Willy sat in the corner of the barn with her back leaned up against the wall. Her eyes were gritty from lack of sleep. Her watch blipped ticking off the eleven o’clock hour. She’d been awake and working for going on nineteen hours. Her nostrils were filled with the scent of straw, cows, and the stronger sweet stench of birth. In the past three weeks they’d been witness to almost one hundred and fifty calves coming into this world.
Her eyes wandered to Lee who was the only other one still working this evening. He looked rough. He had a disrespectable two days worth of hair growth on his face, his coveralls were dirty, and the hat he’d pulled down over his brown hair had seen far better days. He had just come back from checking on a particular heifer that he thought might give them some trouble. He’d been anxiously keeping an eye on her for the past couple days.
Willy suspected there was something else bothering him lately, but she didn’t know if she should ask. Lee hid his emotions well. “She’s going to need help. She’s in labor, but we have to turn the calf.”
Willy heaved to her feet and followed him to where the maiden heifer stood in the stocks. Lee gloved up and for many long minutes he worked at righting the calf in the cow’s uterus. When it became obvious the cow wouldn’t deliver on her own he ended up attaching the calf puller and ratcheting the baby from the womb.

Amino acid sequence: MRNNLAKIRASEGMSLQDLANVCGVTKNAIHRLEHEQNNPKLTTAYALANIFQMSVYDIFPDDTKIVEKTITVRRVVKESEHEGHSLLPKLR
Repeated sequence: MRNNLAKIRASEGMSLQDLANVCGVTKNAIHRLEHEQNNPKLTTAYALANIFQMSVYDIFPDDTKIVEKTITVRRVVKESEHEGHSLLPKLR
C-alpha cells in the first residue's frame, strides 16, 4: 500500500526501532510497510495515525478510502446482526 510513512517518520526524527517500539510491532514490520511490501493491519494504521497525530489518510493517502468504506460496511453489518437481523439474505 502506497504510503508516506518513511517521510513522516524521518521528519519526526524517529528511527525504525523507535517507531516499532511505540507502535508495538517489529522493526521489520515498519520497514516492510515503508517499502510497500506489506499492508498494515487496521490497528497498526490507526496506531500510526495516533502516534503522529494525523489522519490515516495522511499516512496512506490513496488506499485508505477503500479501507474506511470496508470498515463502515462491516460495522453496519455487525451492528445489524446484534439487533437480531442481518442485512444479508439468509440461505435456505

Lee and Willy each took the calves legs and hauled it to a short but safe distance away from the mother. The calf didn’t move. They set about desperately trying to revive the calf, but after several minutes with no response it was obvious the poor thing was dead.
With an exaggerated half yell of frustration Lee tossed the calf puller away where it banged violently against the side of the building. Willy jumped. Lee could be temperamental but the response was so out of character that she knew something was wrong. It sucked to lose a baby, but in the livestock business it happened. Lee knew that. His reaction spooked her.
Lee continued to kneel beside the calf. Willy dried her hands on a towel and then laid a hand on Lee’s back. “Are you okay?” There was no response. She rubbed her hand up and down his back willing him to respond.
“The cancer is back.”
Willy’s hand ceased its movement. “What?”
“Dad’s cancer is back.”
Willy’s heart dropped. Lee’s father had beaten his lung cancer over a year ago. They’d been warned that it could and would mostly likely return, but they’d hoped they’d have more time. She wanted to scream in denial. “I thought he’d beaten it.”
“Apparently not for long. He’s just finally started to feel good and get some of his strength back. He’s only been in the saddle a dozen times. It’s just not fair!”
She put an arm around his back and hugged him. “We’ll get him through this.”
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